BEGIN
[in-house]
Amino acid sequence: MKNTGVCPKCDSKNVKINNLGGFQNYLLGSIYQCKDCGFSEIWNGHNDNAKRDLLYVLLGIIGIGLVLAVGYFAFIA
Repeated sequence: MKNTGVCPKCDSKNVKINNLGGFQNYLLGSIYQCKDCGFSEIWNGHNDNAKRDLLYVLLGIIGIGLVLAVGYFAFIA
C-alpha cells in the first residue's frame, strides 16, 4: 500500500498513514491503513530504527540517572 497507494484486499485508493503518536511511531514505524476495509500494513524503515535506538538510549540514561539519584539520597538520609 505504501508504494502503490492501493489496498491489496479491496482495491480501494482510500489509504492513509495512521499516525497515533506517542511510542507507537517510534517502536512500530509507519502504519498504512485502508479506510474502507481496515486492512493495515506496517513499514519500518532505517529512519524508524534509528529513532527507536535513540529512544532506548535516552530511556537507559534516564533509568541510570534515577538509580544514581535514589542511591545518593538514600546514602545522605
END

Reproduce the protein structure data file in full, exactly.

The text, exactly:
[in-house]
Amino acid sequence: MKNTGVCPKCDSKNVKINNLGGFQNYLLGSIYQCKDCGFSEIWNGHNDNAKRDLLYVLLGIIGIGLVLAVGYFAFIA
Repeated sequence: MKNTGVCPKCDSKNVKINNLGGFQNYLLGSIYQCKDCGFSEIWNGHNDNAKRDLLYVLLGIIGIGLVLAVGYFAFIA
C-alpha cells in the first residue's frame, strides 16, 4: 500500500498513514491503513530504527540517572 497507494484486499485508493503518536511511531514505524476495509500494513524503515535506538538510549540514561539519584539520597538520609 505504501508504494502503490492501493489496498491489496479491496482495491480501494482510500489509504492513509495512521499516525497515533506517542511510542507507537517510534517502536512500530509507519502504519498504512485502508479506510474502507481496515486492512493495515506496517513499514519500518532505517529512519524508524534509528529513532527507536535513540529512544532506548535516552530511556537507559534516564533509568541510570534515577538509580544514581535514589542511591545518593538514600546514602545522605